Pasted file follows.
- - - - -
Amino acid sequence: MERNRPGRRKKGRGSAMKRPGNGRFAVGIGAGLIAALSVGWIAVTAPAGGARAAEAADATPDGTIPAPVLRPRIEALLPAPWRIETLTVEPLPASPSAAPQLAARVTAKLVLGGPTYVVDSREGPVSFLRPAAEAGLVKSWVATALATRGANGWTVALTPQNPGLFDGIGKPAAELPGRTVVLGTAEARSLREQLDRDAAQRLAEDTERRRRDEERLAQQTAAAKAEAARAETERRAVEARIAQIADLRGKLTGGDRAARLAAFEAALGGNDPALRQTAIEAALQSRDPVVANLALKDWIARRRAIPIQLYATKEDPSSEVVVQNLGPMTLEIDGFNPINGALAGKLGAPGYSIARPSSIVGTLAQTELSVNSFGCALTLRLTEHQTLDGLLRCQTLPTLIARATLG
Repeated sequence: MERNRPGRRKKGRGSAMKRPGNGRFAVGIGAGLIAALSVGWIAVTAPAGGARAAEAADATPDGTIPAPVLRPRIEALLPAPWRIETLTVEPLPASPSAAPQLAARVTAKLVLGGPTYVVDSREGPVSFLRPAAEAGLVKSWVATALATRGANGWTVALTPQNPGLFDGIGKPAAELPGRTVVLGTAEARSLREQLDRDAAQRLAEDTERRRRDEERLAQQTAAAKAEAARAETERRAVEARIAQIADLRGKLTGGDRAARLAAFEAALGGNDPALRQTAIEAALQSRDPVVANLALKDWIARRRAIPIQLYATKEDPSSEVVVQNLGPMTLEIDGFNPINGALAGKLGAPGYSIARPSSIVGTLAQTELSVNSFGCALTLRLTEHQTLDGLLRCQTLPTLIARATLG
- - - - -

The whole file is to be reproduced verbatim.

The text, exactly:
Amino acid sequence: MERNRPGRRKKGRGSAMKRPGNGRFAVGIGAGLIAALSVGWIAVTAPAGGARAAEAADATPDGTIPAPVLRPRIEALLPAPWRIETLTVEPLPASPSAAPQLAARVTAKLVLGGPTYVVDSREGPVSFLRPAAEAGLVKSWVATALATRGANGWTVALTPQNPGLFDGIGKPAAELPGRTVVLGTAEARSLREQLDRDAAQRLAEDTERRRRDEERLAQQTAAAKAEAARAETERRAVEARIAQIADLRGKLTGGDRAARLAAFEAALGGNDPALRQTAIEAALQSRDPVVANLALKDWIARRRAIPIQLYATKEDPSSEVVVQNLGPMTLEIDGFNPINGALAGKLGAPGYSIARPSSIVGTLAQTELSVNSFGCALTLRLTEHQTLDGLLRCQTLPTLIARATLG
Repeated sequence: MERNRPGRRKKGRGSAMKRPGNGRFAVGIGAGLIAALSVGWIAVTAPAGGARAAEAADATPDGTIPAPVLRPRIEALLPAPWRIETLTVEPLPASPSAAPQLAARVTAKLVLGGPTYVVDSREGPVSFLRPAAEAGLVKSWVATALATRGANGWTVALTPQNPGLFDGIGKPAAELPGRTVVLGTAEARSLREQLDRDAAQRLAEDTERRRRDEERLAQQTAAAKAEAARAETERRAVEARIAQIADLRGKLTGGDRAARLAAFEAALGGNDPALRQTAIEAALQSRDPVVANLALKDWIARRRAIPIQLYATKEDPSSEVVVQNLGPMTLEIDGFNPINGALAGKLGAPGYSIARPSSIVGTLAQTELSVNSFGCALTLRLTEHQTLDGLLRCQTLPTLIARATLG